Forest Holme Hospice in Poole originally teamed up with Lighthouse to host Alive: in the Face of Death back in March but lockdown restrictions meant the exhibition never officially opened.
In the original exhibition, held at The Walker Art Gallery in Liverpool, Rankin, best known for his glamorous portraits of celebrities and fashion icons, sets out to explore and challenge our perceptions of death and ignite dialogue.
The exhibition at Lighthouse features a series of haunting monochrome ‘life mask’ portraits by Rankin of casts made from the faces of celebrities such as Robert De Niro, Arnold Schwarzenegger, Sean Connery, Joanna Lumley, Jarvis Cocker and Holly Willoughby, as well as his wife Tuuli.
Other images include Dr Simon Pennell, the Poole-based specialist palliative care doctor who worked with the photographer on the original exhibition in Liverpool’s Walker Gallery in 2013, and photographs of professional mourners from Ghana and colourful masks that invoke a more vibrant cultural understanding of death and dying in an echo of the Mexician Day of the Dead celebrations.
Paul Tucker, communications manager at Forest Holme Hospice, said, “We are absolutely thrilled that Lighthouse is able to open its doors again for members of the public are able to see this truly fascinating exhibition. It was an honour that Rankin gave us permission to use these images which are so powerful and expressive. Death is still very much a taboo subject in our culture, so we hope this exhibition will challenge our perceptions of death and ignite dialogue about what really matters to people at end of life.”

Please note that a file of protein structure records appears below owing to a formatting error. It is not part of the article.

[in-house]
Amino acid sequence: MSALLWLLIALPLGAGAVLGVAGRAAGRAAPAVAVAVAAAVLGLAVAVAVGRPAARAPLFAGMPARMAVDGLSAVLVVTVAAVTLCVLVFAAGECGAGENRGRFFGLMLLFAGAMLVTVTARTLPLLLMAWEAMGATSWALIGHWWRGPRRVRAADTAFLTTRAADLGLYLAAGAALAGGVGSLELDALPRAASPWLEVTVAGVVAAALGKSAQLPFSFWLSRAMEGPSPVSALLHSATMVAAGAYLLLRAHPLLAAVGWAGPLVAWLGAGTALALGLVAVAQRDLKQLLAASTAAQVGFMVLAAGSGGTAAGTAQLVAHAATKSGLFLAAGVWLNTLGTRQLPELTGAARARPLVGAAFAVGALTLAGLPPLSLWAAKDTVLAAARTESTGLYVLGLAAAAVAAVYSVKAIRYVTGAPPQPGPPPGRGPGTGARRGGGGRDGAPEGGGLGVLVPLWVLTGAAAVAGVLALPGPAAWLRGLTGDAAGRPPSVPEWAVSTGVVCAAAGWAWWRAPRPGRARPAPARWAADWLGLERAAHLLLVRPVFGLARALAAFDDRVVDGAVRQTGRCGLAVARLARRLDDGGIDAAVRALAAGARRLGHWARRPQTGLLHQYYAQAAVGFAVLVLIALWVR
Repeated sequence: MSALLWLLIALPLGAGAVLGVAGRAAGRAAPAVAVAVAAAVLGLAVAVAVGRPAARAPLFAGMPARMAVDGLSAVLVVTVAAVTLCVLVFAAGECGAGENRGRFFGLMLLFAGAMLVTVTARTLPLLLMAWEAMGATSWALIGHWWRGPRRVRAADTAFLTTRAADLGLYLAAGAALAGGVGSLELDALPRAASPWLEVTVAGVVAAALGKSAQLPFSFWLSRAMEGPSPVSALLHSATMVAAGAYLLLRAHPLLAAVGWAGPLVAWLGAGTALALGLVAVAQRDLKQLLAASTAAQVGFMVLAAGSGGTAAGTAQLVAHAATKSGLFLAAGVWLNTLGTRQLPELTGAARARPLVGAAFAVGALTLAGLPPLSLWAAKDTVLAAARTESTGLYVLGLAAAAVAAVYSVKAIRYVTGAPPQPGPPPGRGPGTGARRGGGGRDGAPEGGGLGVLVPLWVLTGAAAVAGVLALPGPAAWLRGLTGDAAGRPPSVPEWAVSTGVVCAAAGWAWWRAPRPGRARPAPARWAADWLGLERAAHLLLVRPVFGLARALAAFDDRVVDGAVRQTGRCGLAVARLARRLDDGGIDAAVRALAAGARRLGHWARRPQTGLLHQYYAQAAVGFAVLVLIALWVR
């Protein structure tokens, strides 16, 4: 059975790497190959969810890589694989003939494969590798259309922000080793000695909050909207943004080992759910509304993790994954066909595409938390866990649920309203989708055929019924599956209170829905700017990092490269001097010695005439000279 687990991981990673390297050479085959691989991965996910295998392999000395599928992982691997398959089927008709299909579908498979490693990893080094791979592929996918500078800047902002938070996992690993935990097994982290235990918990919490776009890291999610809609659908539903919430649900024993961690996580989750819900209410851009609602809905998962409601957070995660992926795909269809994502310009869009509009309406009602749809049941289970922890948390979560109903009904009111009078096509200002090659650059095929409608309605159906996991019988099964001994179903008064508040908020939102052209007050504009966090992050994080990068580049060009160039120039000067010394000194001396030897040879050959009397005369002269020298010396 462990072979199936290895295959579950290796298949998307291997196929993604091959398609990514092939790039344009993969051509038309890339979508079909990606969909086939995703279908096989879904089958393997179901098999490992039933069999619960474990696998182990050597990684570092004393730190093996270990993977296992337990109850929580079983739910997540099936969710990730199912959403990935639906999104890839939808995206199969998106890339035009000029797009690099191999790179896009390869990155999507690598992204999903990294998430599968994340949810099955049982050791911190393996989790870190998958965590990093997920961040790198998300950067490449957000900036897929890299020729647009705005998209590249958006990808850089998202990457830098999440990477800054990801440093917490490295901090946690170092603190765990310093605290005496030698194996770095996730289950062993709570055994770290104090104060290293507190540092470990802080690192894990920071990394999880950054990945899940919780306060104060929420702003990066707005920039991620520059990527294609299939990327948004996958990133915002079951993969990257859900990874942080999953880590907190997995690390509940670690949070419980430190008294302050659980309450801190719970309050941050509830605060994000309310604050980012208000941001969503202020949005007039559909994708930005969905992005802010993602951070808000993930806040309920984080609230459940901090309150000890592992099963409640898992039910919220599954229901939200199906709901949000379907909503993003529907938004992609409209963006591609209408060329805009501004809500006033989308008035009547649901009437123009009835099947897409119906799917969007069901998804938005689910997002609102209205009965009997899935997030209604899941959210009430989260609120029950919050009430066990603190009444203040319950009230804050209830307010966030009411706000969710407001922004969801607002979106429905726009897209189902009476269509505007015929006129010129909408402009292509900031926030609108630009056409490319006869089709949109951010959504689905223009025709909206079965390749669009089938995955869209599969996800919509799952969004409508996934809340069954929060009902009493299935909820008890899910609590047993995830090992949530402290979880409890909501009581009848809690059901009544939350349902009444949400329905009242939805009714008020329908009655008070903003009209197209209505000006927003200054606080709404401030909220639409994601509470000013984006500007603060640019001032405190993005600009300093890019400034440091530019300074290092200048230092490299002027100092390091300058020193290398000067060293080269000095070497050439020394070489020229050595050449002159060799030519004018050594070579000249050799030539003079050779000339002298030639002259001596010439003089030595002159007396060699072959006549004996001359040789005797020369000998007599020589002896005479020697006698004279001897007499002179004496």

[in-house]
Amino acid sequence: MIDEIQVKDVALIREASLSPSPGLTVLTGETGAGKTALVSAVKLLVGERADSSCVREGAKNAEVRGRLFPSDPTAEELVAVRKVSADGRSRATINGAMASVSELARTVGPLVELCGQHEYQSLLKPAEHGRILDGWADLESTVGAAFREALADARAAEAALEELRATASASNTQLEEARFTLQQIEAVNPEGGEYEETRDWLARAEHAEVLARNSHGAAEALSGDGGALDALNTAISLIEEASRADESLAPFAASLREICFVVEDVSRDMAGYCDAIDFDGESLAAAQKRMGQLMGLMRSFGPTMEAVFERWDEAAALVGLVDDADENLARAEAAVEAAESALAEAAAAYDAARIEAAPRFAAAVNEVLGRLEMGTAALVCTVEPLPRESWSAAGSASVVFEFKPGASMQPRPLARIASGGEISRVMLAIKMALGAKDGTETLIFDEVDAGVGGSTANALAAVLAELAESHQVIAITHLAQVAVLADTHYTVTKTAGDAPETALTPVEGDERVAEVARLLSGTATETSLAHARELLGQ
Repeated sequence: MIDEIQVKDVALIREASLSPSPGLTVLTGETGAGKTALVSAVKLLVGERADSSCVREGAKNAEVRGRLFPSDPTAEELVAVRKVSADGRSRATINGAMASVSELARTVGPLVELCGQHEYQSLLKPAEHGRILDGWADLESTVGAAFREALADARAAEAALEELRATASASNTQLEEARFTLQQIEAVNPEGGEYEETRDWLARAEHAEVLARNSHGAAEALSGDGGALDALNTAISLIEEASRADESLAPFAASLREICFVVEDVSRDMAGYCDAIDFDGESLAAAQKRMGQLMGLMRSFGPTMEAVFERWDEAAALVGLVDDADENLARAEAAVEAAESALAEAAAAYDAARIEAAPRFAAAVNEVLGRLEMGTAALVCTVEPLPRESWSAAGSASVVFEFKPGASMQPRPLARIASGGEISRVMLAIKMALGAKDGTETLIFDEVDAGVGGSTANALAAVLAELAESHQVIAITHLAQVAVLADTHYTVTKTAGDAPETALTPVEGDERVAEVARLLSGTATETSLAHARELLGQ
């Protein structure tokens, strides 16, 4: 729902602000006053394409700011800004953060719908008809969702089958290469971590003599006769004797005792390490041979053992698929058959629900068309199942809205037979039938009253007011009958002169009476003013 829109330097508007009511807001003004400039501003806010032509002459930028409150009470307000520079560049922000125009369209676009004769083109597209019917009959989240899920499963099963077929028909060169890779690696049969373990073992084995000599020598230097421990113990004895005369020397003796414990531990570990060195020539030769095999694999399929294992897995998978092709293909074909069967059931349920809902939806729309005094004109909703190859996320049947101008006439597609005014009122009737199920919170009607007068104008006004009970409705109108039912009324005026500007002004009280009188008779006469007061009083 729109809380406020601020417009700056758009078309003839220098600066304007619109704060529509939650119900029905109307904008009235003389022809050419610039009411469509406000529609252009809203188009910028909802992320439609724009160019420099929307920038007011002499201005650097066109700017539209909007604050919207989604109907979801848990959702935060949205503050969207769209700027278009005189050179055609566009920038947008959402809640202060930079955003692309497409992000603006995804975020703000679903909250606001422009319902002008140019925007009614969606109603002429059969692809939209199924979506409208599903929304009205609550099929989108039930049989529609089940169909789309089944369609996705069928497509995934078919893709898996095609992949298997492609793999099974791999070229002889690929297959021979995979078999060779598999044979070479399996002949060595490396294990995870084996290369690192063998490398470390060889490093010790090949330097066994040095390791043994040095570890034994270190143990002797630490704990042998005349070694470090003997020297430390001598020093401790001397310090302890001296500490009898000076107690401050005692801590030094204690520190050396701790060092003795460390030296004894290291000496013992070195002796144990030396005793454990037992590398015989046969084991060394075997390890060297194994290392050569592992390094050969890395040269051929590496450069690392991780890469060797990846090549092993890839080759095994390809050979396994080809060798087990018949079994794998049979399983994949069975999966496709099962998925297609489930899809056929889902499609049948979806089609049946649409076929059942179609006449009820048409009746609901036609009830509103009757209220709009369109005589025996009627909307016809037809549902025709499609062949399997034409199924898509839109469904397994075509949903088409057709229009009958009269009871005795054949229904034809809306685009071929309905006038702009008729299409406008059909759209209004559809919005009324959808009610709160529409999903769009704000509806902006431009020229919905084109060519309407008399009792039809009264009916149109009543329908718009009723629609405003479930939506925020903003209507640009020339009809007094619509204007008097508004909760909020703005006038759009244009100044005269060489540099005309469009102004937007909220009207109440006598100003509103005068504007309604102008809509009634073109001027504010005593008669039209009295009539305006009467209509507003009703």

The project was inspired by the death of Rankin’s parents – his mother Anne from lung cancer and father Roy from a heart attack – within three weeks of each other in 2005.
“The whole process of them dying really confused me,” the photographer has said. “I didn’t know why I was so ill-prepared for what happened. That was the spark that started the whole project off.”
Rather than focusing on death itself, the exhibition is a celebration of life and diversity through work that explores the vitality and importance of living. As well as the images on show visitors will be able to view and purchase the book of the original exhibition and leave their own contributions on the gallery wall in words and pictures.
“Lighthouse is exceptionally pleased to be working with Forest Holme Hospice to show work by one of the world’s most renowned photographers,” says Lighthouse Chief Executive Elspeth McBain. “Rankin has tackled a challenging subject with compassion and his customary creativity to present a powerful and moving exhibition that will start conversations and give us all something to reflect on.”
Rankin came to the fore as one of enfant terribles of Cool Britannia. He co-founded Dazed and Confused magazine with Jefferson Hack in 1992 and established himself as one of the leading photographers of his generation, shooting the likes of Kate Moss, Heidi Klum, Madonna and David Bowie for publications such as Vogue, GQ and Marie Claire.
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